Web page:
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Regulators to Propose New Private Flood Insurance Rule

New Private Flood Insurance Rule

Federal regulators issued a long-overdue rule on Nov. 7 on what private flood insurance policies will be acceptable for federal flood coverage requirements.

The rules are required as part of the National Flood Insurance Program (NFIP) reauthorization passed in 2012.  Among other things, the bill sought ways to foster a private market that would complement the government-backed program and lessen taxpayer exposure to flood risk across the country. 

It required numerous federal agencies, such as the Federal Reserve and the Federal Deposit Insurance Commission (FDIC) to issue guidance to the lending community on what private flood policies were acceptable to meet existing federal flood coverage requirements for at-risk properties.

As currently drafted, the rule clarifies that lenders have some discretion to accept private flood insurance policies, even if they don't meet the exact definition of "private flood insurance" in the Biggert-Waters Flood Insurance Reform Act from 2012. NAA/NMHC now have an opportunity to provide comments before the rule is finalized in early 2017.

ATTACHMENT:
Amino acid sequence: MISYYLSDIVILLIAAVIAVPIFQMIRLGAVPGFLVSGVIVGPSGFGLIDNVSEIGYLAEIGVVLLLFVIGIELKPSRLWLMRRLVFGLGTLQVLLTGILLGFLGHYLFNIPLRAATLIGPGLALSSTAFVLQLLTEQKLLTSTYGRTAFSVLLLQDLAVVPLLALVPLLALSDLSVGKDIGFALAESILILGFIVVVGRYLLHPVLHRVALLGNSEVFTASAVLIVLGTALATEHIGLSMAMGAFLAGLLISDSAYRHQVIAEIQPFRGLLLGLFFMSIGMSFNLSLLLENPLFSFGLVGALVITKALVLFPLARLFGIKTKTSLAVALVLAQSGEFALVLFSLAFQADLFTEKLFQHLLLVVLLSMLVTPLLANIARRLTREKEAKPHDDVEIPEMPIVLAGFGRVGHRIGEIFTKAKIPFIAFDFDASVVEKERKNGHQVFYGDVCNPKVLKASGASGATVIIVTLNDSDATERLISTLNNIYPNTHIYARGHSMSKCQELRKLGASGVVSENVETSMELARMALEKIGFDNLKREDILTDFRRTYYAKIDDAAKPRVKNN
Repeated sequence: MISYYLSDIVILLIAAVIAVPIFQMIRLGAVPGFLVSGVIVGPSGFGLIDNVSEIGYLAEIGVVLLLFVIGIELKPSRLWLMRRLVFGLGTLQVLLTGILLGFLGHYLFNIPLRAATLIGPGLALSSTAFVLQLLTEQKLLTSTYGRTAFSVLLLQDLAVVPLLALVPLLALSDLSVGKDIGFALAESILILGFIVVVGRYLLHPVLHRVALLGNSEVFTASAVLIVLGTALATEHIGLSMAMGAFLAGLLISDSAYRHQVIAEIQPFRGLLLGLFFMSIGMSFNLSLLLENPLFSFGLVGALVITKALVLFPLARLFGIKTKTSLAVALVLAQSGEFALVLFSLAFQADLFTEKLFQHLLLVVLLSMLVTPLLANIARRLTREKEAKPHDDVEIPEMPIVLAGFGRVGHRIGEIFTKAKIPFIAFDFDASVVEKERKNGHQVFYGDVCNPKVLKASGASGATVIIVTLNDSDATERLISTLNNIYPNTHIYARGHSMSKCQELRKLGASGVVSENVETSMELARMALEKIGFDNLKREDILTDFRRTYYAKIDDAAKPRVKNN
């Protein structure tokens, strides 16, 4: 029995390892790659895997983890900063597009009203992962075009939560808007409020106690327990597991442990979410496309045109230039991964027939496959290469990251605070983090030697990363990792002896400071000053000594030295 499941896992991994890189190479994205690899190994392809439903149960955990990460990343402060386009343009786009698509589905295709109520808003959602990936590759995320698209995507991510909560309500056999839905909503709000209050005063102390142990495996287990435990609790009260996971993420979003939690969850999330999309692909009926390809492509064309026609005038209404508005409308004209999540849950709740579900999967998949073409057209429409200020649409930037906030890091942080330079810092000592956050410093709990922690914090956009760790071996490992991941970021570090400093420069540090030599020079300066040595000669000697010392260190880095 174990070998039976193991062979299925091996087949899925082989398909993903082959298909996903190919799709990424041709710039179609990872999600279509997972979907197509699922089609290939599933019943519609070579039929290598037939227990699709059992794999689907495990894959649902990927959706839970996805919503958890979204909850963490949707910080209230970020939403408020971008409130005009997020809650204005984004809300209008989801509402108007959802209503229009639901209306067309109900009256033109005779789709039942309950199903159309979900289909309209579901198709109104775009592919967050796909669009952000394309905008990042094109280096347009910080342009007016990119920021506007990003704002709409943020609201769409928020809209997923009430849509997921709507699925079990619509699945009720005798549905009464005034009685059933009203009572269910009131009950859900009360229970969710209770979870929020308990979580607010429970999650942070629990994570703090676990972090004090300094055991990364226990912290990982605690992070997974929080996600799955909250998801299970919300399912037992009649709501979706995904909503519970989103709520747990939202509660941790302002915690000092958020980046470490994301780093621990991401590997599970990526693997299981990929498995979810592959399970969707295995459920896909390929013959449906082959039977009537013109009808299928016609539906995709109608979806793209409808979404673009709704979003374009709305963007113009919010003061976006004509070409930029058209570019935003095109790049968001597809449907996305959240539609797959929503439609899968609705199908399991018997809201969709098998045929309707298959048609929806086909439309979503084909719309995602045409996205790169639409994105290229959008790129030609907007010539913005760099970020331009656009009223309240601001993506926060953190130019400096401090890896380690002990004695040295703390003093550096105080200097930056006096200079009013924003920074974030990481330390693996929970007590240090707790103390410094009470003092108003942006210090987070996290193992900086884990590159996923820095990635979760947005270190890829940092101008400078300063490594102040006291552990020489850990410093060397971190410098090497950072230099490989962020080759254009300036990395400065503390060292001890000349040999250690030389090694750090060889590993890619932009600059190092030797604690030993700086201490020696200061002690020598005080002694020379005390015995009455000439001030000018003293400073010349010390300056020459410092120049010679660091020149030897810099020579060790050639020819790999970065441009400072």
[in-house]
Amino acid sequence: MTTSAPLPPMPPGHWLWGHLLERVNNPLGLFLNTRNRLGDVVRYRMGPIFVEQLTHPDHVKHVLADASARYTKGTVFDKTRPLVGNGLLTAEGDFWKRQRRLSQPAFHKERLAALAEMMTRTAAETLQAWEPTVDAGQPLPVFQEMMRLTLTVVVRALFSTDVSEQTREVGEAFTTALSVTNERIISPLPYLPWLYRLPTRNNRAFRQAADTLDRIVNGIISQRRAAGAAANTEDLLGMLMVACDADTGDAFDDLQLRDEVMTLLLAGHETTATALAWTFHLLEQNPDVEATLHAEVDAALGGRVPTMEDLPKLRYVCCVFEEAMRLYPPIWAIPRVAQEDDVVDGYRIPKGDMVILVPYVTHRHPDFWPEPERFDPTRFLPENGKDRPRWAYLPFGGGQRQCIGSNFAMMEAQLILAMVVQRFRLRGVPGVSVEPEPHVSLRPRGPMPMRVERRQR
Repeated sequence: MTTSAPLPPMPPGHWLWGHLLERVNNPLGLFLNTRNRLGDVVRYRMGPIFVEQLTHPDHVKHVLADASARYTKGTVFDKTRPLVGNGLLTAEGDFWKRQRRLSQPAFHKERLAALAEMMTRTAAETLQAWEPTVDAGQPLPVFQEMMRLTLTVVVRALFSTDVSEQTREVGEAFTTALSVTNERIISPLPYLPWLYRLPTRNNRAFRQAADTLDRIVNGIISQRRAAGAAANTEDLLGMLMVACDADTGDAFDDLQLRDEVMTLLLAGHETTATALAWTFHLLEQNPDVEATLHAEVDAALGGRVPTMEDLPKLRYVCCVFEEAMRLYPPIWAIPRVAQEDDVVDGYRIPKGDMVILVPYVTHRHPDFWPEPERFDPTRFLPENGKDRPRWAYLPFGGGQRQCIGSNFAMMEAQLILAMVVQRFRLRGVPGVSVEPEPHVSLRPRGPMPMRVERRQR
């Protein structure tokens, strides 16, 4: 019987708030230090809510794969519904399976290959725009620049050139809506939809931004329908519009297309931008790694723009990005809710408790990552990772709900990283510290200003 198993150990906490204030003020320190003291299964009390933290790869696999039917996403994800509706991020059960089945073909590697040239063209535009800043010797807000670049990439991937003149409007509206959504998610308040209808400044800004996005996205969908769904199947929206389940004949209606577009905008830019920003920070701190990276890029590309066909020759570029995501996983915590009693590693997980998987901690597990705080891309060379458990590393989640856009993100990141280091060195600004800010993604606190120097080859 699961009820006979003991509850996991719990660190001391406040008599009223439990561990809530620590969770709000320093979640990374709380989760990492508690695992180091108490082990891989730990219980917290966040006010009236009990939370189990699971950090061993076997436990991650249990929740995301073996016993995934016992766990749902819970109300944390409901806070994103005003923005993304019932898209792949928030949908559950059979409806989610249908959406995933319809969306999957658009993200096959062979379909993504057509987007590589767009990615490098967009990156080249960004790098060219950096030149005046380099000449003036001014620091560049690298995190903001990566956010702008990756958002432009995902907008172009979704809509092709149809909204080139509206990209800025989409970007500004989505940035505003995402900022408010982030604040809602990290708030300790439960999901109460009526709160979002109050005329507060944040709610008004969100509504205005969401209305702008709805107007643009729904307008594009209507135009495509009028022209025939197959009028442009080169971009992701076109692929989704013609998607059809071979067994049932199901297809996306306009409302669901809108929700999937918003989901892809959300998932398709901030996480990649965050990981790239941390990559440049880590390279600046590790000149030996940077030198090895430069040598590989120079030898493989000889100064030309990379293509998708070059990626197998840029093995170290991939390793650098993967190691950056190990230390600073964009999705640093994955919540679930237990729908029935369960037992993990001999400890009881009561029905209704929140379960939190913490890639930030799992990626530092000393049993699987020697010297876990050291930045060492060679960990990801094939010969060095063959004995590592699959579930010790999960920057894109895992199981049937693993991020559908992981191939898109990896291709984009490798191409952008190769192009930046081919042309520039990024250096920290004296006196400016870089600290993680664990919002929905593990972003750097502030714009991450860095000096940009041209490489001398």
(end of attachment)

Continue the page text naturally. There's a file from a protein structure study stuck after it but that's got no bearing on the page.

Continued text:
As recently as mid-October, NAA/NMHC pressed Congressional leaders for this very guidance. We have long called for clarification on what lenders can accept in lieu of NFIP policies. While we strongly support the NFIP and urge Congress to reauthorize the program in 2017, we believe that a more robust private market will benefit multifamily property owners by not only protecting their property investment, but by also helping to manage the increasing costs of providing housing.

Provided by NMHC as part of the NAA/NMHC Joint Legislative Program